Richard Pulsford

Review by: Paul Towers, 22 June 2018
Uns-Pun by Richard Pulsford
Upstairs @ The Western, Friday, 22 June 2018

“pithy puns and topical one liners.”

If, like me, you have the attention span of a goldfish and are a fan of playground humour then Richard Pulsford is a name to watch out for.
Richard has been gigging since 2004 and is often compared with Tm Vine, Milton Jones, Gary Delaney or Stewart Francis. He has been an invited performer at Leicester Comedy Festival’s annual Pun Competition and competed favourably for the last 4 years.
In preparation for this year’s Edinburgh Festival in August he is part of Upstairs at The Western’s series of Preview gigs.
Tonight his material ranged from pithy puns to topical one liners. Being a preview show the material was a little patchy, but that is what it is for, to sort the wheat from the chaff. The intimate audience appreciated the show and groaned and laughed in all the right places. Full details of up and coming shows can be found at

Upstairs at The Western


Njambi McGrath & Sara Mason

Review by: Paul Towers, 15 June 2018
Njambi McGrath & Sara Mason
Edinburgh Festival Preview
Upstairs @ The Western, Friday, 15 June 2018

“an eclectic mix of acts.”

I just love Edinburgh Preview season at Upstairs at The Western. There is such an eclectic mix of acts and tonight was one of the most ‘interesting’
First up was Njambi McGrath, a Kenyan national now resident in the UK. Njambi came here a few years ago after visiting the US, which makes up a big chunk of her material in this show. Contrasting the American Dream as seen from East Africa with the racist reality makes for hard hitting comedy with a message. She has an endearing habit of rounding off rambling tales with killer one liners. She is also adept at throw away asides which catch the audience unawares. All great fun.

Now I am having trouble making this next act family friendly. But I will try.
Sara Mason is an accomplished actor, presenter and stand up comic. For the last 2 years she has been honing her latest show, Mistress Venetia, A Beginner’s Guide To Bondage and it is now set fair for Edinburgh. As the title suggests this is BDSM for Dummies, think Cynthia Payne with more whips as demonstrated by a middle aged dominatrix in garish pink boots and chains. There is very little I can safely say in a respectable family magazine except to point out that this is only for the very broadminded person who is up for both education in the dark arts and a fair amount of audience participation.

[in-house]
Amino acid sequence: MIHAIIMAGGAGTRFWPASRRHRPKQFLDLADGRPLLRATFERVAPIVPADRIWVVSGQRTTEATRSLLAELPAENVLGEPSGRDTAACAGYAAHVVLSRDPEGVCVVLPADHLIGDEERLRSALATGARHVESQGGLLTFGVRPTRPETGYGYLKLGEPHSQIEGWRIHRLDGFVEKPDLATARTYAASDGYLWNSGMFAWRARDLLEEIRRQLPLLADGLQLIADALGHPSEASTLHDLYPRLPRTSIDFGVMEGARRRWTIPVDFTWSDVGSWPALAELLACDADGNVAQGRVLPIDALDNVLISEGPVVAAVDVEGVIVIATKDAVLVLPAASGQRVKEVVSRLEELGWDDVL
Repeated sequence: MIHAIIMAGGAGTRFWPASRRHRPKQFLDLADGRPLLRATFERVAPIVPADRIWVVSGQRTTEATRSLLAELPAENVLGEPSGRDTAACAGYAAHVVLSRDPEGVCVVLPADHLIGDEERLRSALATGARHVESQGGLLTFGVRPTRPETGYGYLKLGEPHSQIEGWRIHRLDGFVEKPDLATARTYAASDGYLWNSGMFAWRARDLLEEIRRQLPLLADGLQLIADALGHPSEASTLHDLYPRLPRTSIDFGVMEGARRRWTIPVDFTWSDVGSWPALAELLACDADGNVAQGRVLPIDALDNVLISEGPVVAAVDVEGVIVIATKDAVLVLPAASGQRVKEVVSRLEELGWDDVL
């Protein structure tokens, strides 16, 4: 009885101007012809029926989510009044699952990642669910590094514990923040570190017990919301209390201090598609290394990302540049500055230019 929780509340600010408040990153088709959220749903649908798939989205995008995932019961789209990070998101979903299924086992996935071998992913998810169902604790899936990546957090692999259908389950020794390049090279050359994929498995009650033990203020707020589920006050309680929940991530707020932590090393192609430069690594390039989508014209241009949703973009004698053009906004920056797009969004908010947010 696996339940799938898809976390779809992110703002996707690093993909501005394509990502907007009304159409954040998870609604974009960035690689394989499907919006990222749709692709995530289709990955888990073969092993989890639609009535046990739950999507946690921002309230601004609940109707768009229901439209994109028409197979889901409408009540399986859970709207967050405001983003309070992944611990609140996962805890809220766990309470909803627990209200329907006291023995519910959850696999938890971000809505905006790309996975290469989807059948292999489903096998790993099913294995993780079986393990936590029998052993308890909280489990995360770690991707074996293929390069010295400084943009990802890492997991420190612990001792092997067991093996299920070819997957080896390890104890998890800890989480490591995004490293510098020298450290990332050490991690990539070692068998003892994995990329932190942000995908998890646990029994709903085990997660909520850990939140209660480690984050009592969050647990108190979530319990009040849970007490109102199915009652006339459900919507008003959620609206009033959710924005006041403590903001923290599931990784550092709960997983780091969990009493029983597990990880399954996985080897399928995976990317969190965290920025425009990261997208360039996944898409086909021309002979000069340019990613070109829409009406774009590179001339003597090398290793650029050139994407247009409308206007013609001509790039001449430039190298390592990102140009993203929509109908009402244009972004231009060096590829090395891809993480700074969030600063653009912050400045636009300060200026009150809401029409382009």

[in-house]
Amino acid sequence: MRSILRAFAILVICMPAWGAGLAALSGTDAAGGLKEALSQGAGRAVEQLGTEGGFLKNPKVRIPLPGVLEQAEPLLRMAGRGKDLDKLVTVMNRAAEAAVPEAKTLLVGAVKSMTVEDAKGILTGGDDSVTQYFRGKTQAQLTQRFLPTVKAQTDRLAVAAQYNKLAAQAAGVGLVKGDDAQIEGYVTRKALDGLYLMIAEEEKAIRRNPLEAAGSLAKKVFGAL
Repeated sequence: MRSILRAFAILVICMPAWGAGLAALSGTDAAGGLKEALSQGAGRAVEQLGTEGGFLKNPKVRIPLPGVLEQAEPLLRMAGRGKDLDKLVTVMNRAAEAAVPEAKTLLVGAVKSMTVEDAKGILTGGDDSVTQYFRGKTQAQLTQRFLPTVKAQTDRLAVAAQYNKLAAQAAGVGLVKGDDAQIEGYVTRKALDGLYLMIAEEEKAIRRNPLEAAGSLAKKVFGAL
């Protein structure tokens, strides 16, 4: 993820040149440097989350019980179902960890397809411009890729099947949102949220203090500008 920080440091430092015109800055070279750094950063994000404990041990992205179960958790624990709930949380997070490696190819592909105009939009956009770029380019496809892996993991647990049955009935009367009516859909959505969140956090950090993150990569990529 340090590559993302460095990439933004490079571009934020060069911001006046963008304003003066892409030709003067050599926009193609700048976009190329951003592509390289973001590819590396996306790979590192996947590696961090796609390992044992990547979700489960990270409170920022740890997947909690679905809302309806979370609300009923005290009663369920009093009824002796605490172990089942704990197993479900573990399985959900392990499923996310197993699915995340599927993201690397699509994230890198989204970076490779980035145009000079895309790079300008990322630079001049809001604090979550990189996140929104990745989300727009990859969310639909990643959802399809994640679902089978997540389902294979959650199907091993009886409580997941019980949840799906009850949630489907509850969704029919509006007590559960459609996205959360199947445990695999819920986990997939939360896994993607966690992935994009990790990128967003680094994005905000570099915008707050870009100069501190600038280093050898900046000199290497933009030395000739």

Upstairs at The Western


Checkout (or Archibald's Pacemaker)

Review by: Paul Towers, 13 June 2018
Checkout by Rob Gee
Upstairs @ The Western, 13th June 2018

“Hilarious, often Orton-esque.”

It is often difficult to critique a work in progress. In the case of Rob Gee’s Checkout he had the script to hand as this was a very early read through. While the main elements of this hilarious series of  interlinking stories are all there I feel there is still a little work to link them smoothly. That said, this is once again a travail through the often bizarre mind of Rob Gee, comic, poet and psychiatric nurse.
Dominic wakes up with a memory blackout and discovers he’s handcuffed to a coffin containing the cold stiff body of John major. Archie has bequeathed his pacemaker to his friend who falls in love at his funeral. Maddy has kicked a burglar in the groin and now she has a taste for it. Bollock has his issues. Along the way we discover how a secondhand pacemaker can make a great toy for a 6 year old.
Gee’s last show, The King of Egypt (or Icarus Rising) introduced us to his surreal world and Checkout allows us to immerse ourselves in it even further. Hilarious, often Orton-esque, episodes pile one upon another as his characters lurch from crisis to crisis until, finally, they culminate in a sort of resolution. At least for some of them.
Information about Rob Gee’s work can be found at

Upstairs at The Western